Local RAW Honey—Its Benefits, Its Glories
Over a year ago at this time, I wrote about RAW honey (Jan 4, 2013, "What Is RAW Honey, Really?). Then in November of 2013 I wrote about the problem of adulterated honey showing up on our grocery shelves (Nov 22, 2013, "The Surprising News about Honey on Store Shelves"). As a follow-up, I thought it would be helpful to start the new year off with information on the health benefits of honey—true honey you purchase locally—and some smart ways to use it.
Once you taste high-quality, local, unpasteurized honey (aka raw), you're likely to wave goodbye to the odd, syrupy, grocery-store honey in the little bear bottles. As with everything mass-produced, there's just no comparison. Honey really is a super food and we need to be including it in our diets on a regular basis. Here's why (according to medical and scientific research) you want to start using local raw honey:
- It has anti-bacterial, anti-viral, and anti-fungal properties. Due to its low water content, it's a poor environment for the growth of harmful bacteria. (Honey is so efficiently anti-bacterial, in fact, that, when properly bottled and maintained, will last indefinitely without refrigeration.)
- It is an effective cough suppressant and soothes a sore or scratchy throat.
- It boosts immunity, protects against infections, and builds resistance to hay fever and other allergies.
- It balances blood sugar and controls insulin sensitivity.
- It is an effective salve made (when other topical antibiotics are not well-tolerated) for diabetic ulcers, eczema, canker sores, or bleeding gums.
- It soothes morning sickness nausea when made into a tea with ginger or apple cider vinegar.
- It contains phyto-nutrients, which possess cancer-preventing and anti-tumor properties.
- It aids digestion because of the friendly bacteria it contains.
- It's a super sleep inducer—2 tablespoons before bedtime encourage deep, uninterrupted sleep.
- It's a source of vitamins B2 and B6, copper, iron, and manganese.
- It only contains 64 calories per tablespoon.
- Note: despite these benefits, honey should never be given to babies under 12 months.
Health benefits aside, how about the delectable flavor honey gives to everything it touches? Consider:
- using it in sauces and salad dressings in place of sugar.
- Substituting the processed sugar in recipes with honey. Remember, though, sugar is counted as a liquid in baking recipes. You may need to rebalance the dry ingredients a bit, or use less than a 1:1 ratio of honey to sugar.
- drizzling honey over toast, scones, biscuits, pancakes and waffles, rolls, fry bread, even ice cream!
- using it in tea, in place of refined sugars or artificial sweeteners. (Let the tea cool a bit first, so as to not destroy honey's health benefits which break down above 140°F.)
- sweetening plain Greek yogurt with honey for a superior substitute to heavy carb-loaded, sugary desserts.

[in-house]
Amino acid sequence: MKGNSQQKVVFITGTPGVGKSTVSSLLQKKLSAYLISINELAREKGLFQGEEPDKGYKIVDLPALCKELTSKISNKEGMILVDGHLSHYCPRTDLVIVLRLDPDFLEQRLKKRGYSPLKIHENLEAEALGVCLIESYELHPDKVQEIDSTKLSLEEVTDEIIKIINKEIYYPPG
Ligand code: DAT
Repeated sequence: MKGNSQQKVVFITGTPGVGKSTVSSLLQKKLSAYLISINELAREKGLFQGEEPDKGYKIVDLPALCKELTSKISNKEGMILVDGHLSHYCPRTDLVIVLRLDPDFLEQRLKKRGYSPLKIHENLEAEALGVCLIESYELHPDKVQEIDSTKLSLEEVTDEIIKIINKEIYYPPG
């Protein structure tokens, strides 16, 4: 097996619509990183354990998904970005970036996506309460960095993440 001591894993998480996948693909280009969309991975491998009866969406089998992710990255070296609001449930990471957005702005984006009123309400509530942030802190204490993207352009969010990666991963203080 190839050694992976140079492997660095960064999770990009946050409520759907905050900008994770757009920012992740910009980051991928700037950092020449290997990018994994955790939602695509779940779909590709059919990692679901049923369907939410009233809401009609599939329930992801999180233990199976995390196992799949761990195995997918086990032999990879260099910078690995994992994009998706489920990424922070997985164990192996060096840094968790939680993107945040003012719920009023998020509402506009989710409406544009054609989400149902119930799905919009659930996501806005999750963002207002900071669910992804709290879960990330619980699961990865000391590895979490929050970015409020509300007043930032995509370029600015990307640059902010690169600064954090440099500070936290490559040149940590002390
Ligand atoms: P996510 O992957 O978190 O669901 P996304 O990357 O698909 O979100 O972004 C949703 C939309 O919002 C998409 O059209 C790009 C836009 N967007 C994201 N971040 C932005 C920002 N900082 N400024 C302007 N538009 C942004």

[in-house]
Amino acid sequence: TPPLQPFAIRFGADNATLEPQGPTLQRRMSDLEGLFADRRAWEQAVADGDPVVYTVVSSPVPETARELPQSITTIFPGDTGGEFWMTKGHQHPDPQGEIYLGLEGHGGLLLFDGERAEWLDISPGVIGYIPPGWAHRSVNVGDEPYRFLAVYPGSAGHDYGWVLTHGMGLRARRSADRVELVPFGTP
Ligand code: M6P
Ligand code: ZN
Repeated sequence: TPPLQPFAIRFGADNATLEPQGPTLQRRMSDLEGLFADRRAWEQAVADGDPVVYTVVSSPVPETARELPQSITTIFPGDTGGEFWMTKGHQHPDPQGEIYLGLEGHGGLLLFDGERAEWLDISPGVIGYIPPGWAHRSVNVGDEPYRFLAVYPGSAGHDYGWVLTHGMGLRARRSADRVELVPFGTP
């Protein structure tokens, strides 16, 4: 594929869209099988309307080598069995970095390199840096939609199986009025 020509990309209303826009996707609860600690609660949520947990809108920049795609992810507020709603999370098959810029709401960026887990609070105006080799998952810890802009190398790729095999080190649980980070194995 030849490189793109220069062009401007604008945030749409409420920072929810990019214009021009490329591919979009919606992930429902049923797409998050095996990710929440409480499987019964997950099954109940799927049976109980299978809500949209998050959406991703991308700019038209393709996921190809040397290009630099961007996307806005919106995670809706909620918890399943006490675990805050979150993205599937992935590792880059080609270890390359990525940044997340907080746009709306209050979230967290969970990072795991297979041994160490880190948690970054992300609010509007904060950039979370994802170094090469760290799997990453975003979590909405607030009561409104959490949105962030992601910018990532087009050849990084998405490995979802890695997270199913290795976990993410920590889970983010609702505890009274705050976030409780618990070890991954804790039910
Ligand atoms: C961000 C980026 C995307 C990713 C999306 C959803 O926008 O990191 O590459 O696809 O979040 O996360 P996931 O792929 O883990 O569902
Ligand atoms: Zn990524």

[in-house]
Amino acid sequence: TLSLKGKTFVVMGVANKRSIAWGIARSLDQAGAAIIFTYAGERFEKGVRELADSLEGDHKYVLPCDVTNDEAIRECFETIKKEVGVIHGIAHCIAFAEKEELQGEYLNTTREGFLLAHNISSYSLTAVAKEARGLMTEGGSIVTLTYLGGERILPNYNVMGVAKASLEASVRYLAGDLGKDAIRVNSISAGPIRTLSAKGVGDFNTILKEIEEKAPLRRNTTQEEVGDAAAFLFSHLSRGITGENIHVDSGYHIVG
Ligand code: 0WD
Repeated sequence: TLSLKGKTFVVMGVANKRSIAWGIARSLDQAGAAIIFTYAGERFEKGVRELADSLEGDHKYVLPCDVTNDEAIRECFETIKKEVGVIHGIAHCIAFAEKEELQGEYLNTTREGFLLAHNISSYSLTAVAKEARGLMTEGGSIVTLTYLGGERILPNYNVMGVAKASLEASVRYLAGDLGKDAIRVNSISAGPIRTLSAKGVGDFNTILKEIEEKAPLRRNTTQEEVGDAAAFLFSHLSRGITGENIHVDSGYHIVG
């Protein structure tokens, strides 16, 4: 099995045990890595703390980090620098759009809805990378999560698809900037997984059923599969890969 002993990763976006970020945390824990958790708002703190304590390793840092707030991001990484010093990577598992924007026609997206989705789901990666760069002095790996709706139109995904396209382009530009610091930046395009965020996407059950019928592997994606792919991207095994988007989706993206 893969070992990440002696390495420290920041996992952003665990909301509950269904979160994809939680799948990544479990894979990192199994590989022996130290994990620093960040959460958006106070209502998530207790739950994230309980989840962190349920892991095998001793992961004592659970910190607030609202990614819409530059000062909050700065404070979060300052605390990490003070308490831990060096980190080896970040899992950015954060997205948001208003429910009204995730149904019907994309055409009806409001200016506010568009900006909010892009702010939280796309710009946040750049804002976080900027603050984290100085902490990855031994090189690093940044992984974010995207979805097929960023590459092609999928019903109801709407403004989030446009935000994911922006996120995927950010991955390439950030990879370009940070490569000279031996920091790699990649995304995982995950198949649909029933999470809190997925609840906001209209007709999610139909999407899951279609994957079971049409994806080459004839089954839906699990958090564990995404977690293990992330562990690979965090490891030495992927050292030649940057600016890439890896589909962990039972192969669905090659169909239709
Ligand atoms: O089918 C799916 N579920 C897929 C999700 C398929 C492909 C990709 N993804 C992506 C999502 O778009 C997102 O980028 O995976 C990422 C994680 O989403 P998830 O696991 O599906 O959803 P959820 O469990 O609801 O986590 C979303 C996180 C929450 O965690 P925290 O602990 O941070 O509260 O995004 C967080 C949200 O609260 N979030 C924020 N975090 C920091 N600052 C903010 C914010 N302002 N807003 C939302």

BUT, it's not just about health and superior flavor in foods. These are substantial reasons, but there are other reasons to purchase local, raw honey (taken from www.leafandgrain.com):
- You're supporting a local business and their families, and by proxy, your own community at large. Your money goes in their pocket, which, in part, goes into the pockets of other local businesses and their families. (And perhaps back into yours, if you own or work for a local business yourself).
- You're helping a beekeeper save and manage one of the most important and at-threat (consider Colony Collapse Disorder below) ecosystems on the planet. Many crops that we depend on in our diet require insect pollination, of which the honey bee plays a starring role.
- With the rising popularity of beekeeping, many hive managers have taken to rescuing wild hives that find their way into residential buildings. These beekeepers relocate the hive, unharmed, to a safe, new home with an eager and caring keeper. It's a win-win-win for unsuspecting homeowners, beekeepers, and bees alike. (If you find yourself with a honeybee infestation, consider calling a beekeeper or your local university extension service first before dialing up a poison-wielding exterminator.)
- Raw honey bottled and stored properly will never go bad. It's an anaerobic substance, which means an absence of oxygen, which creates a poor environment for harmful bacterial growth.
Now if you're convinced and want to start using honey local to YOUR residence, you can go The National Honey Board (www.honey.com) to find local beekeepers near you. It's a state-by-state map-just click on your state and contact information on local keepers will appear. They are a federal research/promotion board under USDA oversight that conducts research, marketing, and promotion of honey products. They condemn any practice that jeopardizes the purity of honey and fully supports government efforts to find and put a stop to this illegal and unethical behavior.
This is my go-to site for best recipes using honey (appetizers, baked goods, beverages, breakfast, canning, condiments, desserts, energy foods, kids' foods, holiday recipes, main dishes, salads and dressings, sauces and glazes, side dishes, snacks, and soups). They've been created and tested in and guaranteed to please. For instance, "Cherry-Berry Bread" and "No-Bake Chocolate Brownies" are two of our favorite recipes from this site.
In closing I quote from honey.com: "Local raw honey adds a special touch to almost any recipe—it's the sigh after the perfect bite. It's the nostalgic feeling of childhood. It's your secret ingredient with endless possibilities." So search it out and start enjoying its benefits and its glories!
Weekly Newsletter Contributer since 2006